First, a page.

What to consider when choosing your business accountant

Looking for an accountant can seem like a daunting task, especially if you google Accountants Cheltenham and see he number of options available to you, like www.randall-payne.co.uk However, choosing an accountant is much like choosing a car. You need to pick one you are comfortable with and who will get you from A to B safely and you need to look at an accountant as a long-term investment. The route that you are looking to take in business could be everything from start up to the end of your first year of trading, or perhaps moving into the next growth phase of your business including moving into national or even international trading.

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There are a number of questions you can as yourself to narrow down your search.

Geographical location

Are you looking for an accountant who you can pop in to see or are you happy with one that you communicate with via other means such as telephone and skype? You answer to this will determine whether you need to be looking for an accountancy practice that is local to your location.

Expertise in your sector

Is your business sector a specialist one? If so, you may want to look for a firm that has knowledge and experience in this area and who will be able to understand the terminology and idiosyncrasies of your business sector.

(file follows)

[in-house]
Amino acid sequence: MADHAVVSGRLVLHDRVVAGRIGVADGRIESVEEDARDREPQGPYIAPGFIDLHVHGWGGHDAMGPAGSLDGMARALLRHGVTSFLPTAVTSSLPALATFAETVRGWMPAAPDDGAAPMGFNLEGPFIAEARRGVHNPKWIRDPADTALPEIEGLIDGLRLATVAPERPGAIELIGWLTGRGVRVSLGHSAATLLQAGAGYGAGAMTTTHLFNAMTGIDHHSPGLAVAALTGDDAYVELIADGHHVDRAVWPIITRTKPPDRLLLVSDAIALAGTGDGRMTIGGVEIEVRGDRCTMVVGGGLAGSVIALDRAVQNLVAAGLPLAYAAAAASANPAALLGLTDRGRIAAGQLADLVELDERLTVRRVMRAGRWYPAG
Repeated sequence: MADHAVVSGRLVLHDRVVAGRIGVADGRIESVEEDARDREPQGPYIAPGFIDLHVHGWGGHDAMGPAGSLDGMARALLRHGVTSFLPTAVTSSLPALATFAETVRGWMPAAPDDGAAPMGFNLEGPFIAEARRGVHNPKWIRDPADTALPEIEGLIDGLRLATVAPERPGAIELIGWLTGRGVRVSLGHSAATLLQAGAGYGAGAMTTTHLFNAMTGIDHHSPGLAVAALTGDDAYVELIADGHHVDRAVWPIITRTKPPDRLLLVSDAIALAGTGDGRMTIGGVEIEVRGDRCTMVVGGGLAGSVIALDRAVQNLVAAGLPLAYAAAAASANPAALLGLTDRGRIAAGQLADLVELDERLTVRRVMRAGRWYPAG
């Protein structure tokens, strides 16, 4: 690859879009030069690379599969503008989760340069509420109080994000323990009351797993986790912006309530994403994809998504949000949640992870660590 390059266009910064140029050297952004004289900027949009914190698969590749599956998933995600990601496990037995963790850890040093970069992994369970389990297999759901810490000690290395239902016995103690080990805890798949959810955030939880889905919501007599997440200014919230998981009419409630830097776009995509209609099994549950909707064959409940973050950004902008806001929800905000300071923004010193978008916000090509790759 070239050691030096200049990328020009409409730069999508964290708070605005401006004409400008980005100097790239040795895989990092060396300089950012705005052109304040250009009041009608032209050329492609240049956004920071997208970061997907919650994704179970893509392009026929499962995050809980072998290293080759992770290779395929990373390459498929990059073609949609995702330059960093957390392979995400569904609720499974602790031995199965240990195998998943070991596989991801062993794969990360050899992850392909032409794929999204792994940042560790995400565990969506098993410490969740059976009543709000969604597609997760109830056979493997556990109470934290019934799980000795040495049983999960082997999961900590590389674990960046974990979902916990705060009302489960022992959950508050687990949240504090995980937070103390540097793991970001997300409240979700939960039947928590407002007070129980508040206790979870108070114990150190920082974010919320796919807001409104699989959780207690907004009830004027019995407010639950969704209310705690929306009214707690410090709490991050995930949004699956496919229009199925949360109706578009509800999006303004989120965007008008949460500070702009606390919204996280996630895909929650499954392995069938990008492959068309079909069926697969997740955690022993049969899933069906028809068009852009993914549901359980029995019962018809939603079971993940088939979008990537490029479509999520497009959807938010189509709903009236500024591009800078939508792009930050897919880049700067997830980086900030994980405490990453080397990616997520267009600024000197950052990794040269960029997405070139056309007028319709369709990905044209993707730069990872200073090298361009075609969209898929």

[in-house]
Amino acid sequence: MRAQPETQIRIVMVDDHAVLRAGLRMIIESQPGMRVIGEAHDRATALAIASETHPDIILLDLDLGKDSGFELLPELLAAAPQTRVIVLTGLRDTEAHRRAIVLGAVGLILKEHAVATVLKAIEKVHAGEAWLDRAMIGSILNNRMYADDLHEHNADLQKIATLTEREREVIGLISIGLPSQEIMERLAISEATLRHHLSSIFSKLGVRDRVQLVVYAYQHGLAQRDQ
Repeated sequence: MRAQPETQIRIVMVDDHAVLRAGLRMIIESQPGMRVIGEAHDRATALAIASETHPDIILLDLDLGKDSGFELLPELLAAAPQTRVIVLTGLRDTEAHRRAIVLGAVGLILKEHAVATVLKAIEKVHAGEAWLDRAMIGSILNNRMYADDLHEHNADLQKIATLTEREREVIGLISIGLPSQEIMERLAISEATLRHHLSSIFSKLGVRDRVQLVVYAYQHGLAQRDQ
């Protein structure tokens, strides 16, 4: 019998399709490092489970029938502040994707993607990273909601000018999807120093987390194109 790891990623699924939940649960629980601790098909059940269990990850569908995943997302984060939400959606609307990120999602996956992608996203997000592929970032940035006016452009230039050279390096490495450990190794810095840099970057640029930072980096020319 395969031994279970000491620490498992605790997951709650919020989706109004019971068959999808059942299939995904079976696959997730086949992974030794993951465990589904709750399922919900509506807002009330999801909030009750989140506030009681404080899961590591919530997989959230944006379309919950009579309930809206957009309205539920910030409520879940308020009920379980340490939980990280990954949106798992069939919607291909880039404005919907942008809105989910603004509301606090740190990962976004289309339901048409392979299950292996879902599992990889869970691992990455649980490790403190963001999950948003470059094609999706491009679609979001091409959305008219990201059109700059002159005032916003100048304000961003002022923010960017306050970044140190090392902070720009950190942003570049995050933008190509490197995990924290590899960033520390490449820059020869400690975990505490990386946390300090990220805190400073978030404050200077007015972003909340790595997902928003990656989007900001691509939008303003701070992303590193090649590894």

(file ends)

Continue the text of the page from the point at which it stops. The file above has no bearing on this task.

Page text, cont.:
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What work are you looking to pass on?

The type and amount of financial work that you are looking to pass over to an accountant or accountancy firm will help to determine who is best for you to work with. For example, if you are looking to pass over all of your bookkeeping, VAT reporting and year end accountants as well as looking for support with the growth of your business you may not want to look at an independent accountant who does not offer bookkeeping or perhaps outsources this to another agency when you could have all of these functions completed under one roof with a larger accountancy firm.

Is software important?

Are you looking for an accountant that use the latest technologies and software for recording transactions and financial data. Software companies such as Xero and Quickbooks market themselves to business owners who want to retain an element of control over their data and who perhaps are happy issuing their own invoices but want an accountant to go in and do all the reconciliation and other more complex work.